Cremations and cab rides across town
Four different taxi drivers kicked me out of their cabs on the weekend. Each time, the same conversation took place:
“Where you want to go?”
“No, can not”
“No. You get out”
Then along came Mr Sanga, in his bright pink taxi with a green stripe down the side.
“Where do you want go?”
“Bang Na,” I replied reluctantly, waiting to be kicked to the oppressively-hot curb due to the fact that I wanted to go to the other side of town which, apparently, wasn’t worth the effort of the average taxi driver.
“Sure,” he said as he put on the meter.
As we drove along the expressway, through the thick grey air, past endless high rise buildings he told me, in almost-perfect English, about how he missed the clean air of his hometown in northern Thailand.
“But I must work here in this big city. I have no way to earn money if I leave Bangkok”.
When I asked how it was that he spoke English so well, he picked up a Thai-English dictionary from the passenger seat and a small exercise book which he handed to me. Inside – pages and pages of hand written vocabulary. The last entry:
“Oh! This one is so difficult! The words sound the same, no?” he chuckled, “But one of them – I can not eat!”
He became quiet as we drove past a large banner of the former King.
“Maybe you can help me learn a new word in English? How do I say this thing that will happen to the King of Thailand next month?”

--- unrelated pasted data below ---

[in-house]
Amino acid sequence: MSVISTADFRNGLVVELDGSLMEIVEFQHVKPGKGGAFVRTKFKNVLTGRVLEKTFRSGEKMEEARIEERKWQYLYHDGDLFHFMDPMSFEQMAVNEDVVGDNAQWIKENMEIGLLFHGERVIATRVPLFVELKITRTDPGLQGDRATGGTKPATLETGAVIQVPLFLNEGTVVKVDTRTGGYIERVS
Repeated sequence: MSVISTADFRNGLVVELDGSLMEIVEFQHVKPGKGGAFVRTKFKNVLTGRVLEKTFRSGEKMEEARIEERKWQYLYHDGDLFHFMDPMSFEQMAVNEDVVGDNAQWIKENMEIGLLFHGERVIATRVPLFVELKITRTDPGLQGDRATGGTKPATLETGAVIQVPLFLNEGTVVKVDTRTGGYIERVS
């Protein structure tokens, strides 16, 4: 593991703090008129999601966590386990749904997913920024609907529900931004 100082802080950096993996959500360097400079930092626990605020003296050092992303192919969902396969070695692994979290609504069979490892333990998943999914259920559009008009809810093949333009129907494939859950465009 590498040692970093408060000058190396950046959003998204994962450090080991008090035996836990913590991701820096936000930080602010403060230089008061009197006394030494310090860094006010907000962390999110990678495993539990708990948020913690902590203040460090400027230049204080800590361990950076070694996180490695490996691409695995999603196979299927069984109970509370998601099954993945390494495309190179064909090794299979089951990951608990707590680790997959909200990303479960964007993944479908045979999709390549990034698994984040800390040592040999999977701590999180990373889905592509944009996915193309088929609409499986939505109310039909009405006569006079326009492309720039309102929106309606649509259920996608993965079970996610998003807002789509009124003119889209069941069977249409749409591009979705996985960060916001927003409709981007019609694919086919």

“Um, oh, do you mean, um, what will happen to him, uh, now that he is dead?” I hesitated to finish the sentence knowing how precious this topic is to the Thai people.
“Yes, we have a big ceremony but I don’t know how to say it in English. It will happen on October 26”
“I think the word you are looking for is cremation. It means to burn the body, is that what you wanted to learn to say?”
“Yes, yes! This is the word I want to learn. I want to tell my English passengers about what we will do on October 26…about this special ceremony for my beloved King. Cremation, yes?”
“Yes, that’s right,”
There was a moment of silence between us. It wasn’t awkward. It was just a space that needed to happen as I penned the word into Mr Sanga’s exercise book and as he sat, hands on the wheel, pondering it.
“Cremation. Cre-may-tion. Cremation” he repeated gently.
As we arrived at my apartment building, I thanked him for picking me up on the other side of town.
“You know,” I said, “Four taxi drivers did not want to take me to Bang Na so I was very happy when you said you could drive me. Thank you so much, Mr Sanga.”
“Thank you!” he exclaimed, “You have made me very happy today. I think I am lucky those drivers said they could not take you because you came into my taxi and you were my kind English teacher. You taught me a new word! Yes, I feel very lucky and happy to be your driver today”.